The name Agaton has been used for six tropical cyclones in the Philippines by PAGASA in the Western Pacific.
The name Hanna or Hannah has been used for eleven tropical cyclones worldwide: five in the Atlantic Ocean and six in the Western Pacific Ocean. Hanna has also been used for one extratropical European windstorm.
The name Karen has been used for seventeen tropical cyclones worldwide: six in the Atlantic Ocean, nine in the Western Pacific Ocean, one in the South-West Indian Ocean, and one in the Australian region.
The name Olga has been used for sixteen tropical cyclones worldwide: three in the Atlantic Ocean, ten in the Western Pacific Ocean, and three in the Australian region in Southern Hemisphere.
The name Gordon has been used for ten tropical cyclones world-wide.
The name Nina has been used for thirteen typhoons in the northwest Pacific Ocean, one tropical cyclone in the northeast Pacific Ocean, and one tropical cyclone in the southwest Pacific.
The name Alice has been used for eighteen tropical cyclones worldwide: four in the Atlantic Ocean, ten in the Western Pacific Ocean, one in the South-West Indian Ocean, and three in the Australian region.
The name Bolaven has been used for four tropical cyclones in the western Pacific Ocean. The name, contributed by Laos, refers to the Bolaven Plateau, located in the southern part of the country.
The name Pablo has been used for five tropical cyclones worldwide, two in the Atlantic Ocean and three in the Philippines by the PAGASA in the Western Pacific Ocean.
The name Lingling has been used to name four tropical cyclones in the Western Pacific Ocean. It was part of a series of reduplicated female names proposed by Hong Kong.
The name Tapah has been used to name four tropical cyclones in the northwestern Pacific Ocean. The name was submitted by Malaysia and refers to a species of huge freshwater catfish, called Wallago attu.
The name Akang has been used for five tropical cyclones in the Philippines by PAGASA in the Western Pacific.
The name Dante has been used for five tropical cyclones in the Philippines by PAGASA in the Western Pacific.
Kujira may refer to tropical cyclones in the Pacific Ocean. The name Kujira means whale (Cetus) in Japanese.
The name Omais has been used to name four tropical cyclones in the northwestern Pacific Ocean. The name was contributed by the United States of America, and is a Palauan word for "wandering around".
The name Megi has been used for four tropical cyclones in the northwestern Pacific Ocean. The name was submitted by South Korea and is a Korean word for catfish.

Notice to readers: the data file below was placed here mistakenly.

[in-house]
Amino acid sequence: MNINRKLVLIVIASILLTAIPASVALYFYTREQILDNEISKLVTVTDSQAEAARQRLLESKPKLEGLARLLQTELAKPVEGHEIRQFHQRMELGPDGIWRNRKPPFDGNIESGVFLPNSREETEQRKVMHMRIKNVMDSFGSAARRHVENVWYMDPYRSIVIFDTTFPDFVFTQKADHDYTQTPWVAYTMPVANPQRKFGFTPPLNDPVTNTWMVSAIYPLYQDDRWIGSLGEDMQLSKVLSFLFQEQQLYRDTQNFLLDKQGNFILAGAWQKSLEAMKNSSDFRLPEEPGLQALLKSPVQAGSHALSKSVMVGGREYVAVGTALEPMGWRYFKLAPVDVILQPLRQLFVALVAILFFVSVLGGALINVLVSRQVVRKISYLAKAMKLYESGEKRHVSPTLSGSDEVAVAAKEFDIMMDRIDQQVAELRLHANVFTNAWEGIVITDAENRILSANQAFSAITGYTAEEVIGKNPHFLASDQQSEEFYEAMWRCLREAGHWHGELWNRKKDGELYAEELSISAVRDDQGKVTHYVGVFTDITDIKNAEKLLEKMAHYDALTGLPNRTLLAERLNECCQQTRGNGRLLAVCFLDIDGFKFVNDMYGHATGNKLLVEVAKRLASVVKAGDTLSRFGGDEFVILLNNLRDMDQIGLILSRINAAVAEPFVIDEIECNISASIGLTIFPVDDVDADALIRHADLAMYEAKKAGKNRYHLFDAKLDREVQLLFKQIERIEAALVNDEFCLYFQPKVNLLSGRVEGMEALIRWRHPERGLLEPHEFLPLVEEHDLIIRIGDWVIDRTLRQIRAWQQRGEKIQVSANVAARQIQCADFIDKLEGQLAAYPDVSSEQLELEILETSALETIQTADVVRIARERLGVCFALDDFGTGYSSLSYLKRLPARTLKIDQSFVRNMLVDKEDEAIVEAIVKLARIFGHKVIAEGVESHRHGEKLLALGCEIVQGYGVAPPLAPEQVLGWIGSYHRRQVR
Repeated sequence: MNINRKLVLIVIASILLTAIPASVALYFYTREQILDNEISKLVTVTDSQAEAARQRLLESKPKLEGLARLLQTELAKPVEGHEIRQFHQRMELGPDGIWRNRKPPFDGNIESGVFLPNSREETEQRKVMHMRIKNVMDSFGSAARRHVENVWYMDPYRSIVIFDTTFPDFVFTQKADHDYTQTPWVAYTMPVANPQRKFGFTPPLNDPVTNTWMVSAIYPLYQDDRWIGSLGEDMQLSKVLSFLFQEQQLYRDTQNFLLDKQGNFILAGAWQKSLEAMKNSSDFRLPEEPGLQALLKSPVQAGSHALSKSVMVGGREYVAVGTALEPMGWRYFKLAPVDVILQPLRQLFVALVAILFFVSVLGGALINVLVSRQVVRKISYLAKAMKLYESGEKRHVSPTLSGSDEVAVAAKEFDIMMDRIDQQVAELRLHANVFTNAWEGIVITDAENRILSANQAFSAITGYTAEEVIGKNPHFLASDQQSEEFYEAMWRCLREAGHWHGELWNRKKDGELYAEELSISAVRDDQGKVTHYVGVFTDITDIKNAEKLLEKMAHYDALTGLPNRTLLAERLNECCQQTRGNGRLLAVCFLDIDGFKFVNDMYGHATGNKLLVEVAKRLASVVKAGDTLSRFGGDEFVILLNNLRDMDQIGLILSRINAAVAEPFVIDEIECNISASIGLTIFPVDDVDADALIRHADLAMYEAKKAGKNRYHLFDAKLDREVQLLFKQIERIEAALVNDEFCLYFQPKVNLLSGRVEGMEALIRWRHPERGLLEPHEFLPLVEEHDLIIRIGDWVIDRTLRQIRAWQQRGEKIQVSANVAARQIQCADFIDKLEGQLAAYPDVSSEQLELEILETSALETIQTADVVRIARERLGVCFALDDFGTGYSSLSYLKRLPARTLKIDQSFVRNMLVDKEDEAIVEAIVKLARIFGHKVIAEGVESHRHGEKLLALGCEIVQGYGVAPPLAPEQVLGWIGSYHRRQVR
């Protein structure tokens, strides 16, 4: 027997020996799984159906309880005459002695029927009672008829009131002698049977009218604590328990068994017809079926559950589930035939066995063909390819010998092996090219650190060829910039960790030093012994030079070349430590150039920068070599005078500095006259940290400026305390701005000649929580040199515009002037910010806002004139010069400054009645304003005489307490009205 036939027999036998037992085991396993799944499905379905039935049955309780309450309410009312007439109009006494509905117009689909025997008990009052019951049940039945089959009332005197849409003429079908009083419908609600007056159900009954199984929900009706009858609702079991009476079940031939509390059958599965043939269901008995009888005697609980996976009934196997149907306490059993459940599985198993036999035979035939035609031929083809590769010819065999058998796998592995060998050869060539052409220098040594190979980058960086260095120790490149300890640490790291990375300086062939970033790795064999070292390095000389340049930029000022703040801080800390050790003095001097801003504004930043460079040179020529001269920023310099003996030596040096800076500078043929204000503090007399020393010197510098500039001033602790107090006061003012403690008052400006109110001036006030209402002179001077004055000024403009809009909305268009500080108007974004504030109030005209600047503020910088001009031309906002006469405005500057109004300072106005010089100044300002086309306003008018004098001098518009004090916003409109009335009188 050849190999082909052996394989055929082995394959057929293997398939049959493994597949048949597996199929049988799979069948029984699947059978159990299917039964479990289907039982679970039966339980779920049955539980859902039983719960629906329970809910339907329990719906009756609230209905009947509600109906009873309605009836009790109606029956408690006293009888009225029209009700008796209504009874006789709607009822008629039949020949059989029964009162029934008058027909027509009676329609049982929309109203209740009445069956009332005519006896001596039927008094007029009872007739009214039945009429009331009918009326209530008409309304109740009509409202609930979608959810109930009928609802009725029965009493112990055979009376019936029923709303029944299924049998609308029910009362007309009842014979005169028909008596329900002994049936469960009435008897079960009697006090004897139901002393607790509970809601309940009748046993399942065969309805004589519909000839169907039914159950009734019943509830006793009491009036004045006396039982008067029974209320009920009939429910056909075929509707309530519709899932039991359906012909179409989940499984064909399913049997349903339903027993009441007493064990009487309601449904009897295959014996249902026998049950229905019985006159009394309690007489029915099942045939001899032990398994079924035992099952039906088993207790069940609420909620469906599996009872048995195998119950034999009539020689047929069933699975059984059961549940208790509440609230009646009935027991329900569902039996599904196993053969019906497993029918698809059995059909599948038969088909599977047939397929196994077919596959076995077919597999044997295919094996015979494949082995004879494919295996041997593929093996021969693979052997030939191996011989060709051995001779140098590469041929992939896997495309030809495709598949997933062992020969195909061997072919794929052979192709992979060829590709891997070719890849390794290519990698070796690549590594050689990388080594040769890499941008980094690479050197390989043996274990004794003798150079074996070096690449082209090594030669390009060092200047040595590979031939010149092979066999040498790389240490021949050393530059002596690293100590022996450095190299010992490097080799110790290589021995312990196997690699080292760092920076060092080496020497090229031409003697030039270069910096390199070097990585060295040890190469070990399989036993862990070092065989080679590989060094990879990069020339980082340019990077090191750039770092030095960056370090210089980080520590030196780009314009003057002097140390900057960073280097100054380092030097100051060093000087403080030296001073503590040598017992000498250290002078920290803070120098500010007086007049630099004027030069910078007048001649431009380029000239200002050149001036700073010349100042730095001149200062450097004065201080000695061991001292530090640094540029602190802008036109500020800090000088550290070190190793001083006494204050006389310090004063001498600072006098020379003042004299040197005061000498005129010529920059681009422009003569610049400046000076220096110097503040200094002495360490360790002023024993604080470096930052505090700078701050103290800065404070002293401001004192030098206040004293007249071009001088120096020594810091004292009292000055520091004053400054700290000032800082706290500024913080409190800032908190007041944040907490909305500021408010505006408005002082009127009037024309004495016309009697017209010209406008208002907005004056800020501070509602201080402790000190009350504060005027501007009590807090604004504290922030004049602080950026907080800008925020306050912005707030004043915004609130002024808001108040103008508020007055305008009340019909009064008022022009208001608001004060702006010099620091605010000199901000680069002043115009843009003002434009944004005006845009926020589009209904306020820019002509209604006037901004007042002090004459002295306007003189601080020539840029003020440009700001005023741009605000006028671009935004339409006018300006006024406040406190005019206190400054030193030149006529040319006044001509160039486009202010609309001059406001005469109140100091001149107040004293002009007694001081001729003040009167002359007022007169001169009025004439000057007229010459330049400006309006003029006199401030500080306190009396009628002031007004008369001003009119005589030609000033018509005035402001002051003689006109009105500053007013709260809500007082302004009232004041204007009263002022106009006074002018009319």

Tropical Storm Lingling, known in the Philippines as Tropical Depression Agaton, was a weak but deadly tropical cyclone that affected the Philippines in January 2014. The first named storm of the annual typhoon season, this early-season cyclone remained very disorganized throughout its lifespan. Lingling was the first major natural disaster in the Philippines after Typhoon Haiyan in 2013, as it caused widespread landslide incidents and floods in Mindanao, resulting in 70 deaths and damage amounting to over 566 million pesos on the island.
The 2022 Pacific typhoon season is an ongoing event in the annual cycle of tropical cyclone formation, in which tropical cyclones form in the western Pacific Ocean. The season runs throughout 2022, though most tropical cyclones typically develop between May and October.
Tropical Storm Bolaven, known in the Philippines as Tropical Storm Agaton, was an early-season tropical cyclone that affected southern parts of the Philippines in January 2018. The first named storm of the 2018 Pacific typhoon season, Bolaven formed as a tropical depression near Palau on December 29, 2017. The system moved generally westwards without intensifying and made landfall over northeastern Mindanao on January 1, 2018. The depression spent the next day traversing the Philippines, making four more landfalls in the Visayas and one in Palawan. The system strengthened into a tropical storm on January 3 as it entered the South China Sea, receiving the name Bolaven. However, Bolaven weakened back to a tropical depression just a day later amid a marginal environment and dissipated on January 4 east of Vietnam.
Tropical Storm Megi, known in the Philippines as Tropical Storm Agaton, was a weak but deadly tropical cyclone that impacted the Philippines in April 2022. It is the third tropical depression, and the second tropical storm of the 2022 Pacific typhoon season. Megi originated from an area of convection in the Philippine Sea where it slowly tracked northwestward into the Leyte Gulf where it remained almost stationary, slowly tracking to the east. Megi made two landfalls, one in Calicoan Island in Guiuan, and another in Basey, Samar. It continued to track southwestward and reentered the Philippine Sea around 18:00 UTC.